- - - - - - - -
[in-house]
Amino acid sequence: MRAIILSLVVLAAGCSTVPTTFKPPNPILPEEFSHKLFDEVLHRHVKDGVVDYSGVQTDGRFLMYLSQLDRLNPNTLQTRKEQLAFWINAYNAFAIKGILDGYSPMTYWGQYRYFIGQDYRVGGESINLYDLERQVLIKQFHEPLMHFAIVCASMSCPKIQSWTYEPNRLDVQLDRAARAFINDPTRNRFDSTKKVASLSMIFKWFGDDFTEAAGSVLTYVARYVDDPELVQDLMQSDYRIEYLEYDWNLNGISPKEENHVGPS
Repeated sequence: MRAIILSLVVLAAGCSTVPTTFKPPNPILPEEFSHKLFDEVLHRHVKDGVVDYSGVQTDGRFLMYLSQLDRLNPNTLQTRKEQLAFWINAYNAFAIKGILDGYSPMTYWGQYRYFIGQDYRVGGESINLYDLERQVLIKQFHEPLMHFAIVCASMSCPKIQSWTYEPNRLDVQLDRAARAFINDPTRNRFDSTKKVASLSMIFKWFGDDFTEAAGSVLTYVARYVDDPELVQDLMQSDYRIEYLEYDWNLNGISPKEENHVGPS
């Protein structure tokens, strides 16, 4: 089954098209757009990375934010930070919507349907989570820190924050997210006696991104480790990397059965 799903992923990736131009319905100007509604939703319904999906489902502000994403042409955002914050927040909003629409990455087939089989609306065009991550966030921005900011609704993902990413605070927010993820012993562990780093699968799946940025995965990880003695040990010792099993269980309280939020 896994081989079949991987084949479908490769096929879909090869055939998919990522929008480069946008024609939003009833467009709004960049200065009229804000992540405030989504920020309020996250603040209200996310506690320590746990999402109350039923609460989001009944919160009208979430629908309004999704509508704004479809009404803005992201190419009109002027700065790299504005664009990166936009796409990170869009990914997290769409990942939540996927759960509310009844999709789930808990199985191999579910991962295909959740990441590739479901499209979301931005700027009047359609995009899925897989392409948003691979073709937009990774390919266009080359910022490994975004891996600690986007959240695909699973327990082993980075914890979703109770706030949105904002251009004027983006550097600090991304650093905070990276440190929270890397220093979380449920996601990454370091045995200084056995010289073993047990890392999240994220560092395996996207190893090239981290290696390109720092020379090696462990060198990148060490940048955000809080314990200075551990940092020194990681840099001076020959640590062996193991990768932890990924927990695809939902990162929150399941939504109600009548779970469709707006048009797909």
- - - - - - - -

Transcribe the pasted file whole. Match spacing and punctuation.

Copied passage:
[in-house]
Amino acid sequence: MRAIILSLVVLAAGCSTVPTTFKPPNPILPEEFSHKLFDEVLHRHVKDGVVDYSGVQTDGRFLMYLSQLDRLNPNTLQTRKEQLAFWINAYNAFAIKGILDGYSPMTYWGQYRYFIGQDYRVGGESINLYDLERQVLIKQFHEPLMHFAIVCASMSCPKIQSWTYEPNRLDVQLDRAARAFINDPTRNRFDSTKKVASLSMIFKWFGDDFTEAAGSVLTYVARYVDDPELVQDLMQSDYRIEYLEYDWNLNGISPKEENHVGPS
Repeated sequence: MRAIILSLVVLAAGCSTVPTTFKPPNPILPEEFSHKLFDEVLHRHVKDGVVDYSGVQTDGRFLMYLSQLDRLNPNTLQTRKEQLAFWINAYNAFAIKGILDGYSPMTYWGQYRYFIGQDYRVGGESINLYDLERQVLIKQFHEPLMHFAIVCASMSCPKIQSWTYEPNRLDVQLDRAARAFINDPTRNRFDSTKKVASLSMIFKWFGDDFTEAAGSVLTYVARYVDDPELVQDLMQSDYRIEYLEYDWNLNGISPKEENHVGPS
């Protein structure tokens, strides 16, 4: 089954098209757009990375934010930070919507349907989570820190924050997210006696991104480790990397059965 799903992923990736131009319905100007509604939703319904999906489902502000994403042409955002914050927040909003629409990455087939089989609306065009991550966030921005900011609704993902990413605070927010993820012993562990780093699968799946940025995965990880003695040990010792099993269980309280939020 896994081989079949991987084949479908490769096929879909090869055939998919990522929008480069946008024609939003009833467009709004960049200065009229804000992540405030989504920020309020996250603040209200996310506690320590746990999402109350039923609460989001009944919160009208979430629908309004999704509508704004479809009404803005992201190419009109002027700065790299504005664009990166936009796409990170869009990914997290769409990942939540996927759960509310009844999709789930808990199985191999579910991962295909959740990441590739479901499209979301931005700027009047359609995009899925897989392409948003691979073709937009990774390919266009080359910022490994975004891996600690986007959240695909699973327990082993980075914890979703109770706030949105904002251009004027983006550097600090991304650093905070990276440190929270890397220093979380449920996601990454370091045995200084056995010289073993047990890392999240994220560092395996996207190893090239981290290696390109720092020379090696462990060198990148060490940048955000809080314990200075551990940092020194990681840099001076020959640590062996193991990768932890990924927990695809939902990162929150399941939504109600009548779970469709707006048009797909």